Bulldog Baseball: revisiting the Battle of 1714

I just wanted to make a quick post about Saturday’s game between The Citadel and the College of Charleston, which struck me as a game deserving of a closer look. The Elias Sports Bureau won’t be providing any statistical minutiae, but I’ll channel my inner Jayson Stark anyway and list a few “nuggets”…

Saturday’s game was the second of a three-game series between the two schools. The Citadel won the opener, 6-2, behind a fine complete-game effort by Matt Talley, while the College of Charleston would win the third game, breaking out to a 10-0 lead before hanging on for a 10-5 victory.

Saturday’s final:  The Citadel 17, College of Charleston 14.  The score doesn’t begin to tell the story:

  • Nine pitchers (five for The Citadel, four for the CofC)  combined to throw 362 pitches — and The Citadel didn’t come to bat in the bottom of the ninth.
  • Eight of the CofC’s nine batters had multi-hit games (the Cougars used no pinch-hitters, not that they needed any).
  • The only Cougar who didn’t get at least two hits was the #9 batter, catcher Robert Pritcher; however, his one hit was a two-run homer that gave the CofC a 6-4 lead in the 5th inning.
  • That home run was one of three plate appearances for Robert Pritcher in which he faced The Citadel’s starting pitcher, sophomore Austin Pritcher.  The two are brothers.  Robert Pritcher also walked and struck out against his younger sibling, but the homer clearly carried the day in the family matchup.

The lesson, as always:  older brothers rule.

  • That strikeout in Pritcher v. Pritcher, by the way, was one of only three times a Cougar batter struck out in the game, and the only one of those that was swinging.
  • With 23 hits, the CofC had a batting average of .489 for the game.  Bulldog batters “only” batted .395 as a group.
  • The Cougars sent 56 batters to the plate during the course of the game.  On 34 of those occasions, the batter reached first base (23 hits, 7 walks, 1 HBP, and 3 runners reached via an error).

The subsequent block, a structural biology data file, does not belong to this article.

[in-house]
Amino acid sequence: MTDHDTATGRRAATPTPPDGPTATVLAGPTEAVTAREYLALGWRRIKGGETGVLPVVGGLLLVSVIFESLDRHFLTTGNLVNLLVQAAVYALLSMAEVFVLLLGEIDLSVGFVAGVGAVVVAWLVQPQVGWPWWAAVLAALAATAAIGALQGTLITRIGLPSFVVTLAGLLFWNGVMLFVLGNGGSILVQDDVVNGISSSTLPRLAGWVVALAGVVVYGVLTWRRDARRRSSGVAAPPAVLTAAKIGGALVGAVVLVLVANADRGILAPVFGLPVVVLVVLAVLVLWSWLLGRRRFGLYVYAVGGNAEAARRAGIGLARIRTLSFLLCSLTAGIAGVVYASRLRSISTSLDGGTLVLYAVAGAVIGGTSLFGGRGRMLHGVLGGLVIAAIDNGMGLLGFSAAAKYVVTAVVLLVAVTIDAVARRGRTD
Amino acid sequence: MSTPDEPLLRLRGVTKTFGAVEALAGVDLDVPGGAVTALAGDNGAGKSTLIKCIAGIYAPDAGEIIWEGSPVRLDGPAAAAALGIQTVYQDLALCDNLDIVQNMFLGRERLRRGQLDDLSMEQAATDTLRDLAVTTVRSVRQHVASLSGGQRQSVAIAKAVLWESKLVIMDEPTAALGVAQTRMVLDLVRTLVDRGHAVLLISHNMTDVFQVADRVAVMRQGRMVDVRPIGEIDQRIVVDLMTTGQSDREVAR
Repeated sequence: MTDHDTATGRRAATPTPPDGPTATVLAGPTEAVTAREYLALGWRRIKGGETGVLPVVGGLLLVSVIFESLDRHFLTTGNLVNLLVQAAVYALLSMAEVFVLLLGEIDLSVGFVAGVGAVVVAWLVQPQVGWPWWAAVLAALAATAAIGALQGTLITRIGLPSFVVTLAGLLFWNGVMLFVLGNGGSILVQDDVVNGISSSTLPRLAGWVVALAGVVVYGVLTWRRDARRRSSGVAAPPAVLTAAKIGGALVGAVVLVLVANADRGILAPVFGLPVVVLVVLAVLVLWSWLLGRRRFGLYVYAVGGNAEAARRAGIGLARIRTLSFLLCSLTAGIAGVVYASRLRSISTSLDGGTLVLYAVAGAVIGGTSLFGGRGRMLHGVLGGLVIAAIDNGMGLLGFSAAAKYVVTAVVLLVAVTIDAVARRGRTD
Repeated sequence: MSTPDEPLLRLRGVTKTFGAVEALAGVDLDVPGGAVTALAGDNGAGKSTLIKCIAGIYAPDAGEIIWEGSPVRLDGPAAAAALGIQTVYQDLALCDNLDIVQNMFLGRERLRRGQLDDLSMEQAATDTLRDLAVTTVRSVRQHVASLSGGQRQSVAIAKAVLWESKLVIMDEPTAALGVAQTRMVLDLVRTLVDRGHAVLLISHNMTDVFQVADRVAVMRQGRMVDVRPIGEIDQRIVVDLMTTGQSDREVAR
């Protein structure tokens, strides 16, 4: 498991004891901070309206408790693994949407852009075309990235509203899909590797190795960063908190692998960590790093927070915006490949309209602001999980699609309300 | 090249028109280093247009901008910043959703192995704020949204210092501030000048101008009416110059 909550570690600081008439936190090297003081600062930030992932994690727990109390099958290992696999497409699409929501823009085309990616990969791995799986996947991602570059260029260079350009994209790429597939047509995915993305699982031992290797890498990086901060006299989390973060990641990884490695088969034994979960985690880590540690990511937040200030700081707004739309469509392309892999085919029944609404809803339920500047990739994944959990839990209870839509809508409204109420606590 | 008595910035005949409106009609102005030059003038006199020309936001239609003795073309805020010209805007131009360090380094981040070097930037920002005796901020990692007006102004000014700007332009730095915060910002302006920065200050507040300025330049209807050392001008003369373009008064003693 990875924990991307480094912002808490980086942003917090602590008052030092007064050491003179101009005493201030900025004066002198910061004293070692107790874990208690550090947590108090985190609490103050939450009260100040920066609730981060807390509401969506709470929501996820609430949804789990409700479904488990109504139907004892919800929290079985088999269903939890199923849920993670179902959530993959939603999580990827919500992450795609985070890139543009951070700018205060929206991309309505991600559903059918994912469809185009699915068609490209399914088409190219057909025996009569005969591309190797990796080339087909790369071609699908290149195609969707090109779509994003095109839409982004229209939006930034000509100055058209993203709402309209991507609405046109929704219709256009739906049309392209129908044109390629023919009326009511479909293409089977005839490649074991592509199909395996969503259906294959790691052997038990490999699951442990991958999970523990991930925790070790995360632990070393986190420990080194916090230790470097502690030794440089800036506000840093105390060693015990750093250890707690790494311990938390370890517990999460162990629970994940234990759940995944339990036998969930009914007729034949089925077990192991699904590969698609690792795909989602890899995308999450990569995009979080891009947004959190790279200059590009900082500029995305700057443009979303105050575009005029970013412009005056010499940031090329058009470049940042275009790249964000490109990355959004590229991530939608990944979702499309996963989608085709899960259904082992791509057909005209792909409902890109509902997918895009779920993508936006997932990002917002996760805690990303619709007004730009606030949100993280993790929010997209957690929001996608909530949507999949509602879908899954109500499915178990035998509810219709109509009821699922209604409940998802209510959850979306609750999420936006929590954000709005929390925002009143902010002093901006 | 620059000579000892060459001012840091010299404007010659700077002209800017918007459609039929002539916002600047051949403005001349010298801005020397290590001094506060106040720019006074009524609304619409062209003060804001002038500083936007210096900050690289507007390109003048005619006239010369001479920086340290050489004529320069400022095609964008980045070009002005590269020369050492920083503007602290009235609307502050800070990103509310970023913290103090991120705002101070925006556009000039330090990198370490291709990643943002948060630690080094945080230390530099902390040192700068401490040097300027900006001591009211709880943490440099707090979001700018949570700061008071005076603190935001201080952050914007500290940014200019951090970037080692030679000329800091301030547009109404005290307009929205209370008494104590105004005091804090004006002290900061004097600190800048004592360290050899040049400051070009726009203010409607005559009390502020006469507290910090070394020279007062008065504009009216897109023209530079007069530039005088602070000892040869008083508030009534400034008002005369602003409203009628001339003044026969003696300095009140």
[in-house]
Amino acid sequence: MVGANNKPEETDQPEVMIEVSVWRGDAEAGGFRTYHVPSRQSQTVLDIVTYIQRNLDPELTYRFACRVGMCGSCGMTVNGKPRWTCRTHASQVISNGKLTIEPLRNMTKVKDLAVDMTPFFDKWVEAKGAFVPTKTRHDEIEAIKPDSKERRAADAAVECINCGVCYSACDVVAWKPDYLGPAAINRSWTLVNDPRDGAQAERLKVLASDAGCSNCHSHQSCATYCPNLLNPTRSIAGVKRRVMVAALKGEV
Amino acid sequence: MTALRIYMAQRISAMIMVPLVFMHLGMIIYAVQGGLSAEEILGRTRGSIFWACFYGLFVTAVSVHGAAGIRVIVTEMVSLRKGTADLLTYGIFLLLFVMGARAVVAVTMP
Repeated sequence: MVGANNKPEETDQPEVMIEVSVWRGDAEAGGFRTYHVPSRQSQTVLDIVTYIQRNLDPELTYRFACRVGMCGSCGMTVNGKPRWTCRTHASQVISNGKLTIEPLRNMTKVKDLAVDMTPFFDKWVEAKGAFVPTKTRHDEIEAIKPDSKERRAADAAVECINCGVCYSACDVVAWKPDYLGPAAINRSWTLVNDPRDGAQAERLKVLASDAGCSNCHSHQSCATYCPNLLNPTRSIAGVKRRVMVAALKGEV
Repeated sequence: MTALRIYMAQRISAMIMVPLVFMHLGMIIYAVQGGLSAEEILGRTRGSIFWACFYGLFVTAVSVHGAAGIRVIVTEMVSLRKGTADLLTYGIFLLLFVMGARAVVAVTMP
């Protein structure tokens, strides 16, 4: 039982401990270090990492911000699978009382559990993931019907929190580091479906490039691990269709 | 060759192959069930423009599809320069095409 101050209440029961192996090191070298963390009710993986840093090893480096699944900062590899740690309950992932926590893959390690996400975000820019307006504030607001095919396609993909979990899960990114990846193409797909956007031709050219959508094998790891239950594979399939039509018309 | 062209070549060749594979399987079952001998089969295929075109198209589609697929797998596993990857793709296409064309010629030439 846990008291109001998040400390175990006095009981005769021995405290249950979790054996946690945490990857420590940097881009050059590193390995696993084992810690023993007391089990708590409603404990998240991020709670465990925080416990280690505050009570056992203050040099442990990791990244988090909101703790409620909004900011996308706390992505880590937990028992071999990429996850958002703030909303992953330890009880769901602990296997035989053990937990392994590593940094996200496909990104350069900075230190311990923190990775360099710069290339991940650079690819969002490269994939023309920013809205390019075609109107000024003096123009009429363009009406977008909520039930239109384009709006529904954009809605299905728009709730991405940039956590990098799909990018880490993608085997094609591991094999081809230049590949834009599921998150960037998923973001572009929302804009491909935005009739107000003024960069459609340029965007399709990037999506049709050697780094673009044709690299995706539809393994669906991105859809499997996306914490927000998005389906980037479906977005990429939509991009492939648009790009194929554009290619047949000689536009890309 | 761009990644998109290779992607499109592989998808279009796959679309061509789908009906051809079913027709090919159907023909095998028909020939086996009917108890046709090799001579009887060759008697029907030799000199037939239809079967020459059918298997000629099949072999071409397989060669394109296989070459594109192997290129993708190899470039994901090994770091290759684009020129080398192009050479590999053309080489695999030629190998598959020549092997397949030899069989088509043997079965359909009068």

• T.J. Clarkson had an ERA of 3.00 through his first 17 appearances of the season.  His ERA went up to 4.21 after pitching on Saturday.  Ouch.
  • After scoring six runs in the 5th inning, the CofC probably thought it had an insurmountable 12-5 lead, given that The Citadel entered the game 0-12 in contests when its opponent had scored six or more runs.

And yet, The Citadel won this game.  Somehow.

  • Each team had 23 at bats with runners in scoring position.  The Citadel was 9-23 with RISP, but the Cougars were only 4-23 and left 15 men on base (the Bulldogs had just 6 LOB).
  • Clutchness:  the Bulldogs scored 11 of their 17 runs with two outs, including all five runs in the seventh inning.  Nick Orvin’s three-run double in the eighth, which proved to be the game-winner, also came with two outs.
  • Orvin was 5-5 at the plate (with three doubles), drove in five runs, scored twice, and walked once.  I guess that’s a pretty good day for a leadoff hitter.
  • Matt Simonelli had both a sacrifice bunt and a sac fly in the game — and on both occasions, he reached base after Cougar errors.
  • The BABIP and defensive efficiency (or lack thereof) numbers for this game were, uh, horrendous…

The Citadel’s pitchers had a combined BABIP (batting average on balls in play) of .560 in this contest, which is much worse than even the below-par .370 number for the team entering the series against the College of Charleston.  As I noted earlier, this is often a reflection of defense (and sometimes luck).

The Citadel had a mind-numbing defensive efficiency rating (DER) of .463 for the game; in other words, only 46% of balls put into play were turned into outs.  (The average D-1 squad this season is turning about 65% of balls put into play into outs.)

However, the College of Charleston’s defensive numbers were even worse, as Cougar pitchers had a combined .577 BABIP.  The team DER on Saturday was .449; by comparison, the DER in the Cougars’ 24-4 loss at South Carolina was a much more respectable .590 (the team pitching BABIP that day, incidentally, was .556).

It remains to be seen if this game might help The Citadel recover from a bad start to the season.  It didn’t seem to matter much on Sunday, but winning the series against the CofC might prove to give the team a much-needed confidence boost going forward.  The bats seem to be coming around, at any rate.  Grabbing a spot in the eight-team Southern Conference tournament becomes the goal for the rest of the regular season.

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